Sanjoy Sen sets out the case for certainty in the North Sea taxation regime in the wake of last month’s windfall tax announcement.
A decade ago, I completed back-to-back Masters degrees at Scottish institutions, firstly in petroleum engineering (Heriot-Watt), later in oil & gas law (Aberdeen). Alas, the first real-world lesson from all that education was a painful one: there is no job vacancy anywhere in which it’s useful to hold both of those qualifications. (Like none. Not a single one.) But I did learn a lot of other handy stuff. Perhaps most importantly, I discovered that when it comes to oil & gas, taxation is every bit as complicated as exploration. And in taxation, nothing is more important than certainty.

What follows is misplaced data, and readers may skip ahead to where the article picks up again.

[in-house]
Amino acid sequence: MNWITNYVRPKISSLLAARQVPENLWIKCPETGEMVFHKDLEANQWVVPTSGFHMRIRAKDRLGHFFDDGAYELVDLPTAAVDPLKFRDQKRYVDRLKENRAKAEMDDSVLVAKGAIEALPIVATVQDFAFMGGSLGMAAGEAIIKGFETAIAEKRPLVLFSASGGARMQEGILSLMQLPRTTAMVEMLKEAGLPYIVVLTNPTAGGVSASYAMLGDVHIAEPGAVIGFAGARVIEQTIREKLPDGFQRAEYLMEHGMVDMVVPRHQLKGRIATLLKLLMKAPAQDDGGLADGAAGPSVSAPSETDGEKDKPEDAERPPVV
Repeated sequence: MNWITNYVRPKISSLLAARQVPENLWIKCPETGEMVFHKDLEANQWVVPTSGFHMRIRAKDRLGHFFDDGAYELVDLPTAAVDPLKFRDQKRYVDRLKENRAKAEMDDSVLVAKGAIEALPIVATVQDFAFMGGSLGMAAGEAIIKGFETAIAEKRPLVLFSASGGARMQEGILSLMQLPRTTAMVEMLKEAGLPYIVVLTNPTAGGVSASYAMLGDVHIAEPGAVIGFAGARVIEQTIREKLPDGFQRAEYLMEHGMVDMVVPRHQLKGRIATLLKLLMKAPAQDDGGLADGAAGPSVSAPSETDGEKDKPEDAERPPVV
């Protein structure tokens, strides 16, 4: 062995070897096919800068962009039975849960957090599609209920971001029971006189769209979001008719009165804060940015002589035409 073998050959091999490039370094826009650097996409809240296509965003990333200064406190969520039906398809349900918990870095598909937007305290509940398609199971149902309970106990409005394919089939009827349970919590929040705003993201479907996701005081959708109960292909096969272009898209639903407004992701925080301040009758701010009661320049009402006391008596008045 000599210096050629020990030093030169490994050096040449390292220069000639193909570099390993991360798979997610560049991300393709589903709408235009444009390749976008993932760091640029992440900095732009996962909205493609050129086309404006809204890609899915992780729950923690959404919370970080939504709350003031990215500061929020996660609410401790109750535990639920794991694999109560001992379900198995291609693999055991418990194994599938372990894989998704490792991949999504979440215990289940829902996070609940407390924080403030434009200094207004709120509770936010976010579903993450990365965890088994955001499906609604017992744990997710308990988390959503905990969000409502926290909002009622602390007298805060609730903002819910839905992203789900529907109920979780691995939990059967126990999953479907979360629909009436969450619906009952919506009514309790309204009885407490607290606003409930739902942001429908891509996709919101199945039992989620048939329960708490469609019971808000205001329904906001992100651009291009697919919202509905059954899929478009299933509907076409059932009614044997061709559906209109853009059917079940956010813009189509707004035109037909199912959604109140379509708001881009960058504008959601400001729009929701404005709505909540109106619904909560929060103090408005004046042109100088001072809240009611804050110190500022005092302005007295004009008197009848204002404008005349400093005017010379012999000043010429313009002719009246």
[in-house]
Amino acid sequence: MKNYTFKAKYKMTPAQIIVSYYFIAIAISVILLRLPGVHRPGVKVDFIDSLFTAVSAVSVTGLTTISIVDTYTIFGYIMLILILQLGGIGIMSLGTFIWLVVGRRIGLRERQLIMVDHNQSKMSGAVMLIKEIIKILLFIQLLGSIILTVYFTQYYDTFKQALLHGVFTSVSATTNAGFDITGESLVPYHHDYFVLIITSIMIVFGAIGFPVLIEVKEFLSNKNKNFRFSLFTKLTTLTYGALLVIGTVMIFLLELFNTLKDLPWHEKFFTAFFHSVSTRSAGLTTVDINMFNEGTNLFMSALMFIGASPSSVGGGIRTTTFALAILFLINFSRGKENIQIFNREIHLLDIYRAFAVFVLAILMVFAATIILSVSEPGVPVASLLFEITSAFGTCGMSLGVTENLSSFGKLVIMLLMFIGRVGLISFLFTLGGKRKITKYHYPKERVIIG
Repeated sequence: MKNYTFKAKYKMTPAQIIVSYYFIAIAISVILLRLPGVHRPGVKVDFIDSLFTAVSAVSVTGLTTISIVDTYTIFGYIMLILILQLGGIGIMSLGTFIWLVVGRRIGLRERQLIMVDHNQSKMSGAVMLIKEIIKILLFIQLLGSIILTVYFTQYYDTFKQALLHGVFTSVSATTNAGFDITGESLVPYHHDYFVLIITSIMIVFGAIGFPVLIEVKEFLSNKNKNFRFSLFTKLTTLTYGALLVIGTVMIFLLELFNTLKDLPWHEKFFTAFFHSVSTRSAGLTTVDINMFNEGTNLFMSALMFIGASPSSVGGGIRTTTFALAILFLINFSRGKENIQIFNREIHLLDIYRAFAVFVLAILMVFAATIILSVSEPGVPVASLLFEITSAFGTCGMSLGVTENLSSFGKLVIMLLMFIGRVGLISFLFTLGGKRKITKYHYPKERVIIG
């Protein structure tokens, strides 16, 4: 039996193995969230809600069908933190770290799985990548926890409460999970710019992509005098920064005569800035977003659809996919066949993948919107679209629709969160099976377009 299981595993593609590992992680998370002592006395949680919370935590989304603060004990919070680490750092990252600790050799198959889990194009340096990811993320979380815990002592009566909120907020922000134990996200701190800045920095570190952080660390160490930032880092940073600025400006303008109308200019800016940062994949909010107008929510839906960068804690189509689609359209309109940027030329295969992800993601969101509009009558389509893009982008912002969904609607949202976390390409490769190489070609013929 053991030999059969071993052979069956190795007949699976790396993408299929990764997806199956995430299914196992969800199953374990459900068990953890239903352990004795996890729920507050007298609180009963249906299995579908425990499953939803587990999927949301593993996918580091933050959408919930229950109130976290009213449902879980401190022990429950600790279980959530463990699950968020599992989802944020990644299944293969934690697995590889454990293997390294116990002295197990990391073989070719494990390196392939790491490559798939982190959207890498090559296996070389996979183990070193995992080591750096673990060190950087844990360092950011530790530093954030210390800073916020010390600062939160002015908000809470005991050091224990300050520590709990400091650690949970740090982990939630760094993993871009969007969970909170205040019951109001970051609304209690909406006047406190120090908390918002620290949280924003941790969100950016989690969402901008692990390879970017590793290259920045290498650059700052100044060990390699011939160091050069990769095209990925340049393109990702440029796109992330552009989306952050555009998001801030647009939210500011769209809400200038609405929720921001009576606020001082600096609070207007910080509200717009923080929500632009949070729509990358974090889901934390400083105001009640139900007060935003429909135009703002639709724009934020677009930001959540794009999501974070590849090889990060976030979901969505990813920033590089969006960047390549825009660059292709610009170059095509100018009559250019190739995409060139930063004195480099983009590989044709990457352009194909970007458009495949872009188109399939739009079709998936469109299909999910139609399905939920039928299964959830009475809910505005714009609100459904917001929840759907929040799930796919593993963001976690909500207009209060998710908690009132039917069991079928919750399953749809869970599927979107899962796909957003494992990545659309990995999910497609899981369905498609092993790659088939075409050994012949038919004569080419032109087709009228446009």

Last month, the UK government responded to soaring utility bills and bumper North Sea profits by adding a new 25% offshore tax to the existing 40%. And its name, the Energy Profits Levy, could prove significant: whilst a windfall tax is essentially a one-off, this is potentially multi-year. So, despite a generous investment allowance, industry is worried. But whilst Rishi Sunak might now be coming under fire for this sudden change, we’ve been here before.
Successive UK chancellors (Conservative and Labour) have constantly tweaked offshore rates in response to global events and oil price movements – that’s stuff that no-one can predict, let alone control. At the turn of the 1980s, whilst I was more absorbed by Scooby Doo cartoons than fiscal policy (actually, I still am), Geoffrey Howe was busy unleashing windfall taxes out of the blue – not just on oil but also on banks. The North Sea tax regime is by no means the worst and has delivered well over £300 billion in revenues. But could we have raised even more by creating greater certainty?